There’s this scene (re: celebration) that needed to be expounded as it relates to ascertaining the inappropriateness of public displays of LGBT+ themes. So people were dancing and Britta was dressed as a boy (to feign being discovered) but Cohen wanted to dance [with her]. She rejects, citing her disguise to which he removes, and they proceed to dance in a crowd-less area. It is then left without discussion. I just don’t think you can write off notions like these.
While I can remain bitter as to the reality of the blurb being resolved in record time, the story delivers on its promise with a cliffhanger that, while isn’t shocking, is a path that beckons to be read. Erin Summerill’s Ever the Hunted is a story centering around character dynamics, is effortlessly propulsive and driven by the romance, and is set within a magical world much larger than it lets on.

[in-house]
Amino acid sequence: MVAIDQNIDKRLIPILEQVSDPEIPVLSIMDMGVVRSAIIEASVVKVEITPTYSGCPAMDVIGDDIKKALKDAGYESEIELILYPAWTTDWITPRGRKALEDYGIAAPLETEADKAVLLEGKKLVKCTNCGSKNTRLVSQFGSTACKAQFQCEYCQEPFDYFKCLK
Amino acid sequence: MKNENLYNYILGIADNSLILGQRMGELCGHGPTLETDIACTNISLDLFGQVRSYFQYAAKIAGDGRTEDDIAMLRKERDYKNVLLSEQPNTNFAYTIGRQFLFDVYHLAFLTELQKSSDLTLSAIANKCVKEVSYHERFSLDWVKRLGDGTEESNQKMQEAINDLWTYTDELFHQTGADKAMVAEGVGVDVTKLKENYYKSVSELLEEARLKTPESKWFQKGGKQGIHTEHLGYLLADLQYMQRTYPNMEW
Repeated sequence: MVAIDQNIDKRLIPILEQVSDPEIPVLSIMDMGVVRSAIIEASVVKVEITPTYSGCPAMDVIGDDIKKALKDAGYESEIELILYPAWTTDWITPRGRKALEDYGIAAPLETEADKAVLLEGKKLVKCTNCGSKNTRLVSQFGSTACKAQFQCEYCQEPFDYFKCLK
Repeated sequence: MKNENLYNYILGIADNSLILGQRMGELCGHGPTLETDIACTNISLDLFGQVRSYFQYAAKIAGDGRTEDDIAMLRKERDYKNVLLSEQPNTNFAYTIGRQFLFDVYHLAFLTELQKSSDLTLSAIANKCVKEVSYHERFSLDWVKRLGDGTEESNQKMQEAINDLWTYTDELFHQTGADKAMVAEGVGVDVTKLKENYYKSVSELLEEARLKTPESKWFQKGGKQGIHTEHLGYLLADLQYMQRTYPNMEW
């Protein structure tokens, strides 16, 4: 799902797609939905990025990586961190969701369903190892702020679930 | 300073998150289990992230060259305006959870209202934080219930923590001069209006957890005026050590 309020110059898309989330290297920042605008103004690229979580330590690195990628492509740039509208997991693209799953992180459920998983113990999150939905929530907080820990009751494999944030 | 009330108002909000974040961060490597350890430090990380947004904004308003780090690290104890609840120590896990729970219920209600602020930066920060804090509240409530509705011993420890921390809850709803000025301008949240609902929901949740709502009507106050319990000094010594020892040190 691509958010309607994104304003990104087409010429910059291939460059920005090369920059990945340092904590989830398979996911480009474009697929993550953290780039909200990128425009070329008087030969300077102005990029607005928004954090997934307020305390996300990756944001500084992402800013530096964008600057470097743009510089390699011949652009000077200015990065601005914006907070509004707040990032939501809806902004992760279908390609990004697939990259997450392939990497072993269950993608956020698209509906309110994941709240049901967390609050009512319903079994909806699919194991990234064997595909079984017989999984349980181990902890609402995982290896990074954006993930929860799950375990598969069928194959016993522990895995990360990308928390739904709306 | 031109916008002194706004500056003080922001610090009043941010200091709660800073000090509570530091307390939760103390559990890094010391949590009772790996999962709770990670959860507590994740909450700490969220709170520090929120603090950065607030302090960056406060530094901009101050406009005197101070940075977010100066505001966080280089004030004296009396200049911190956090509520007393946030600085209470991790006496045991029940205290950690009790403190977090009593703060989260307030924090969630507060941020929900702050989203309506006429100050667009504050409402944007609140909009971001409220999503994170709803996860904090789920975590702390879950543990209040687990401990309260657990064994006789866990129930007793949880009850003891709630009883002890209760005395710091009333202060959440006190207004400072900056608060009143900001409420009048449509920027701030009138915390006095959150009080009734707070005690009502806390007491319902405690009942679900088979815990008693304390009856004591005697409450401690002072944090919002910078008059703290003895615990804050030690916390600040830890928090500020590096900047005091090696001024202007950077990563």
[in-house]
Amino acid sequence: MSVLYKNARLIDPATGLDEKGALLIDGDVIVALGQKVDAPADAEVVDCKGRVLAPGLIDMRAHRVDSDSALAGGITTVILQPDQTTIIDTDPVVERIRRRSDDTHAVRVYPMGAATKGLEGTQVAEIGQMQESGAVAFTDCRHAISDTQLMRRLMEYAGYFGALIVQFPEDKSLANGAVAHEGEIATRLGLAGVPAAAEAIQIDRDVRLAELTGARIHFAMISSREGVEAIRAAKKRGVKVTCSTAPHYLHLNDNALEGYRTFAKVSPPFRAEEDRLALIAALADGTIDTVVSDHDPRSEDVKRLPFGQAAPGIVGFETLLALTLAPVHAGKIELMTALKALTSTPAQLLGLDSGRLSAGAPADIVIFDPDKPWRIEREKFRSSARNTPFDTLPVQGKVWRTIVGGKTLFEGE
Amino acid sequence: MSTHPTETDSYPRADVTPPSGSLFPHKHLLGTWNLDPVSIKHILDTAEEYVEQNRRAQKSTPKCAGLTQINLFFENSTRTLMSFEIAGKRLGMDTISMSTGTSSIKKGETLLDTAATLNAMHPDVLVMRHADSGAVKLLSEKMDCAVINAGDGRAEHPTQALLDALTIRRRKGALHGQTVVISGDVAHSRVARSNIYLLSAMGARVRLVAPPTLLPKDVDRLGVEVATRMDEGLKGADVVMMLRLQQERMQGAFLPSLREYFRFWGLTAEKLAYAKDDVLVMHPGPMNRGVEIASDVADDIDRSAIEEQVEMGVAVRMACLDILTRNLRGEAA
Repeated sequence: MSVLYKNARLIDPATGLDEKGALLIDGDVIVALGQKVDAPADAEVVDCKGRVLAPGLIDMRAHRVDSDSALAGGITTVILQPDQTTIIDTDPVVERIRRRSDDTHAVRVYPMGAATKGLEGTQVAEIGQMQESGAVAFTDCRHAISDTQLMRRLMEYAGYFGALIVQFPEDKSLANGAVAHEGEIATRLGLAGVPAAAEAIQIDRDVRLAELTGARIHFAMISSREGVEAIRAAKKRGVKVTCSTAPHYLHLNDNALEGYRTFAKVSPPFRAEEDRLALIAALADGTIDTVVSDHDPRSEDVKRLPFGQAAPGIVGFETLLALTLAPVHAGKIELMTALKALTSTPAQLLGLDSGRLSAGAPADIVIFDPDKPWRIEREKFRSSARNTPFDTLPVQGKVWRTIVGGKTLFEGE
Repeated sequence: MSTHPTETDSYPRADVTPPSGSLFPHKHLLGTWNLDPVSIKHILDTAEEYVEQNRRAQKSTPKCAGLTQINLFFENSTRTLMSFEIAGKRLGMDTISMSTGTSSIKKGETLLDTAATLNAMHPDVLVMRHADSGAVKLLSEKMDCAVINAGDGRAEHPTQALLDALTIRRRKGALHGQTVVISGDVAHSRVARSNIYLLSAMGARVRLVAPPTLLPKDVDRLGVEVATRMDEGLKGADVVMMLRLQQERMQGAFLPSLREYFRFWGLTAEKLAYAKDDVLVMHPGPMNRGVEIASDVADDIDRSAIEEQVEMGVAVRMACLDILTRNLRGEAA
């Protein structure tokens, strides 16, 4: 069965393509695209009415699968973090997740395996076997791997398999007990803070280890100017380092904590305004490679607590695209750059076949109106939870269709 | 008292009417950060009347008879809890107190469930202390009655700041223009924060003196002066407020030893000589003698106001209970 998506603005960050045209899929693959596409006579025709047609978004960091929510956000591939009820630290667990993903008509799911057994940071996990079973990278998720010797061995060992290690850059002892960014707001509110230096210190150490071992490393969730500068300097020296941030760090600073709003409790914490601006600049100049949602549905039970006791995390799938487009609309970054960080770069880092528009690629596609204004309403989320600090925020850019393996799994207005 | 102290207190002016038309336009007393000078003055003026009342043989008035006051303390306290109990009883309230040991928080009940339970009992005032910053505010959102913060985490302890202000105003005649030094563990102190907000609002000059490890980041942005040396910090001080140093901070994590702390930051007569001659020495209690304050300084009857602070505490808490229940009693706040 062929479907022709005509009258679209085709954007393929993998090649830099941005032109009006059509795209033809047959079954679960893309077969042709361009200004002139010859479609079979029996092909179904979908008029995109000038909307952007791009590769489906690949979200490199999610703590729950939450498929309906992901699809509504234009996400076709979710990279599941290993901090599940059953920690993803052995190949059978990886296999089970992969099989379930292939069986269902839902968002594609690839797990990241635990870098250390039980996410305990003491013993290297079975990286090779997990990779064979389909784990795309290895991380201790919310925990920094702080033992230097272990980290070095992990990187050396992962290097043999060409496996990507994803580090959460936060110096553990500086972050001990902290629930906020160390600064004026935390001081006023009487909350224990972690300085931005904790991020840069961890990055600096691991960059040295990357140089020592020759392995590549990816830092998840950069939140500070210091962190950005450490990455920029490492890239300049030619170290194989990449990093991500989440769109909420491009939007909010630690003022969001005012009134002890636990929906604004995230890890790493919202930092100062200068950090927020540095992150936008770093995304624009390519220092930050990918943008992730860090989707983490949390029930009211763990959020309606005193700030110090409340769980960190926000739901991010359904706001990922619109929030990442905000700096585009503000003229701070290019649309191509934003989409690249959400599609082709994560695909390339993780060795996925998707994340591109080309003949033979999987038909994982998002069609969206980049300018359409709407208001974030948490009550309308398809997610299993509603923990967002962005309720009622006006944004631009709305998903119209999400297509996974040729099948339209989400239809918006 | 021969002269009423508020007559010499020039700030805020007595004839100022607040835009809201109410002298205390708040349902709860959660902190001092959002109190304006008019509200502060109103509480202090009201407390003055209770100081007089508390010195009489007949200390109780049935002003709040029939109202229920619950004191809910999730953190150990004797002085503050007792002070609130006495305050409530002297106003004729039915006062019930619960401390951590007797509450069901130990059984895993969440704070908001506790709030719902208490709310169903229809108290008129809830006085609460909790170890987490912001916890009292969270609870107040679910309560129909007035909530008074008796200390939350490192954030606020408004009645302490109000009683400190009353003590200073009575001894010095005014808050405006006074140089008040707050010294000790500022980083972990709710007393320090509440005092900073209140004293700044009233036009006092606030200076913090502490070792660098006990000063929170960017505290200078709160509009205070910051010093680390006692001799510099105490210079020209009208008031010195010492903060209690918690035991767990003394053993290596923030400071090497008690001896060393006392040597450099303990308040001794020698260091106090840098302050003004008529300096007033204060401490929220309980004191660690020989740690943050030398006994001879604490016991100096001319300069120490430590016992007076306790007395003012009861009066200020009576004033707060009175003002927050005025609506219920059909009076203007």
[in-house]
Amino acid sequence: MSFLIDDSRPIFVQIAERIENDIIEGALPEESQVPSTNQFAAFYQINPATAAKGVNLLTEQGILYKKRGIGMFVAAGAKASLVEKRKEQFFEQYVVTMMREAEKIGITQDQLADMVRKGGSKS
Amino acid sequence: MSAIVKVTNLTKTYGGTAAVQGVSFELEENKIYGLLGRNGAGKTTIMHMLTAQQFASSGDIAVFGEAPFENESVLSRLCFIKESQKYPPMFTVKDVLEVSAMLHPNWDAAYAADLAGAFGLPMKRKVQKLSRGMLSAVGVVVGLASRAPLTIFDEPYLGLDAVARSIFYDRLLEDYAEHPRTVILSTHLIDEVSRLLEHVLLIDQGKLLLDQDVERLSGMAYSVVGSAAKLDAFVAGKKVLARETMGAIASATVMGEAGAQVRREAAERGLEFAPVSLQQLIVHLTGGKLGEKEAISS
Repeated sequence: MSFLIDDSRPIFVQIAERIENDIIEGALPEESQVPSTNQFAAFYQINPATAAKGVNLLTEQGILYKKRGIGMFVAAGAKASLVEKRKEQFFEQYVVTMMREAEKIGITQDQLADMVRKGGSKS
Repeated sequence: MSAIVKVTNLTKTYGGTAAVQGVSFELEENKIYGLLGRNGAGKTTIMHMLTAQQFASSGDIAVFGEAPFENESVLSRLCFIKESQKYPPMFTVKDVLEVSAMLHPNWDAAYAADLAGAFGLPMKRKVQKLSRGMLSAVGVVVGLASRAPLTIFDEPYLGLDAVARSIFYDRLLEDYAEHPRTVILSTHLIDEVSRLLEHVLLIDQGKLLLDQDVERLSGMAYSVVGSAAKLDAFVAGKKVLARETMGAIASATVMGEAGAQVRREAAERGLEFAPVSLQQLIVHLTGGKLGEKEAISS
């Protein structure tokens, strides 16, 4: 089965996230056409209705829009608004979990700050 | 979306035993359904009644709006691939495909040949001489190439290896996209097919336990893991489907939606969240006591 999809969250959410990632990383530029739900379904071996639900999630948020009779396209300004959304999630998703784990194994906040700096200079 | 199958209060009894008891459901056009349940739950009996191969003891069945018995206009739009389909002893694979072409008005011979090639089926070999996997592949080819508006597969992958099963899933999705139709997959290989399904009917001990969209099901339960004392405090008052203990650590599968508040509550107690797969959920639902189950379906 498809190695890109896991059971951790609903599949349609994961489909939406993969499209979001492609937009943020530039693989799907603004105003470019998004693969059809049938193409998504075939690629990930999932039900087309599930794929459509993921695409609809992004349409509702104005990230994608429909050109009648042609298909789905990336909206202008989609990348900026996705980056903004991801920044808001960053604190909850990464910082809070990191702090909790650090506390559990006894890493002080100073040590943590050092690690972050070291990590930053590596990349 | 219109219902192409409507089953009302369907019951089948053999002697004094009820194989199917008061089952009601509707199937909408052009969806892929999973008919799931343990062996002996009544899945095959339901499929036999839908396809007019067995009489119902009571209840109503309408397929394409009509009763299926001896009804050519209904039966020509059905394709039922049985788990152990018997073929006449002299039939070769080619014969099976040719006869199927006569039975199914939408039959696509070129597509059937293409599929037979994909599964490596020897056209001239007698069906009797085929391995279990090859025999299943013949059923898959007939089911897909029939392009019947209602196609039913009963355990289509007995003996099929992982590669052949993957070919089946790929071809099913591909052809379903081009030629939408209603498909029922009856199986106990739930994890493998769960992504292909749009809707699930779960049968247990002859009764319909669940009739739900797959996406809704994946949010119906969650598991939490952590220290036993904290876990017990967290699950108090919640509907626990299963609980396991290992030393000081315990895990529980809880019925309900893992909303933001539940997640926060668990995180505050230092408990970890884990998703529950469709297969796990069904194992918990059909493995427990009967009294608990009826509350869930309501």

I had the opportunity to ask Erin questions as well!
One of my favourite scenes in film is when Legolas (Lord of the Rings) surfs down a flight of stairs firing away on his bow, so it’s great Ever the Hunted is packed with bow-and-arrow action! What inspired you to choose this weapon system over others, and have you yourself learned how to use a bow?
I took a short archery course a few years ago and loved every moment of it. But it wasn’t until I was on a photography trip with my associate photographer, that I started thinking about bow hunting. My associate mentioned that she enjoyed hunting. She told me her favourite weapon of choice was a bow. I was shocked. I am a bit embarrassed to admit that I didn’t even realize bow hunting was still a popular sport. That conversation led to many more, which inspired Britta’s love of bow hunting. For the record, I can shoot an arrow, but I’ve yet to hit a target. 😉